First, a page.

Archive for Wednesday, November 19, 2008

Cosmetic filler review urged

November 19, 2008

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— Cosmetic surgery patients who think facial fillers are a magical antidote to aging must be better informed of possible risks, government health advisers said Tuesday.

A panel of independent advisers urged the Food and Drug Administration to revise information for consumers and doctors — called the product label — to include the risk of long-lasting reactions such as bumps under the skin, blotches and scars.

“This is almost a no-brainer,” said panel member Dr. Michael Bigby, a Harvard Medical School dermatologist. “The current label is not adequate.” The panel unanimously agreed on the need for more safety studies.

The gel-like fillers have become immensely popular with baby boomers. Injected into the face, they smooth away wrinkles. Most patients get a couple of touchups a year, at a cost that can easily exceed $1,000 each.

Manufacturers and plastic surgeons say fillers have an excellent safety record. But Tuesday’s FDA hearing raised questions about unapproved uses, untrained technicians giving injections, and a lack of long-term safety data. It was a first step as the FDA considers whether to regulate fillers more closely.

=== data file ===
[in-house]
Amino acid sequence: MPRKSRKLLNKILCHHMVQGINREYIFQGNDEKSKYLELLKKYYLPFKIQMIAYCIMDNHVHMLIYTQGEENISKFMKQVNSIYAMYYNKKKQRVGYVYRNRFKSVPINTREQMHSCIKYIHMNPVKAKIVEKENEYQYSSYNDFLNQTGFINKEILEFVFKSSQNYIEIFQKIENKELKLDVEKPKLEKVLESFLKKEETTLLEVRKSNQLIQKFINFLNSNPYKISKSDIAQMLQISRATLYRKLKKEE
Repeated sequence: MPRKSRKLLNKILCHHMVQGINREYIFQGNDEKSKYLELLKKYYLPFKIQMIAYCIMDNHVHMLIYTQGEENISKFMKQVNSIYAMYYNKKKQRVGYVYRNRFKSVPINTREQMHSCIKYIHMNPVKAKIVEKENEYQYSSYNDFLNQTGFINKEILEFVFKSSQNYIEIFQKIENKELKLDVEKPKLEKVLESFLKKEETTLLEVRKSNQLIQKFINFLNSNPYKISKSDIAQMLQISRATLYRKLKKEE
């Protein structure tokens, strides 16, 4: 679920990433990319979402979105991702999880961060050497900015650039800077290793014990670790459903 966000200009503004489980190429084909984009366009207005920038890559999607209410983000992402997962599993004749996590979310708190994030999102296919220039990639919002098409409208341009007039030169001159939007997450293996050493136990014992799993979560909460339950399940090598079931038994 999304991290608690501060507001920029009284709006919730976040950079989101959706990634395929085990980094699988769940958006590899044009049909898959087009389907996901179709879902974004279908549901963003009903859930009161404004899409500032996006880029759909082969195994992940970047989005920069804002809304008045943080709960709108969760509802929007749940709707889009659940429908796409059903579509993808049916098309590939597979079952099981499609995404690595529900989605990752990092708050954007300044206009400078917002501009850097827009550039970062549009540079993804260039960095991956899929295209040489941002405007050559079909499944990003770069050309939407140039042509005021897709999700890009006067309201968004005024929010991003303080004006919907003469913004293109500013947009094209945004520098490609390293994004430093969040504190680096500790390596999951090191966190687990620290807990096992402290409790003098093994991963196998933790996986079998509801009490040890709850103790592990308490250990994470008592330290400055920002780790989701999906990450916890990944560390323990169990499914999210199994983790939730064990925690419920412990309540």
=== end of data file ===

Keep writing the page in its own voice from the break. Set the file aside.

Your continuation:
Plastic surgeons pledged to help find a new consensus on how to track safety, improve training and provide clearer information to consumers.

Different from Botox, which is derived from a toxin that acts on facial muscles, wrinkle fillers are like the biological equivalent of a bit of spackle, except they’re injected. They include such products as Juvederm, made by Allergan Inc., and Restylane, from Medicis Aesthetics Holdings.

FDA officials are concerned that fillers are being used for purposes they were never tested nor approved for, not just erasing wrinkles. These include plumping the lips, cheeks and breasts.

The FDA also has questions how darker-skinned patients fare with the treatments. More black, Latino and Asian patients are trying plastic surgery, and some information suggests they may be susceptible to blotches and other complications.

Plastic surgeons performed some

1.5 million cosmetic surgery procedures with fillers last year alone.

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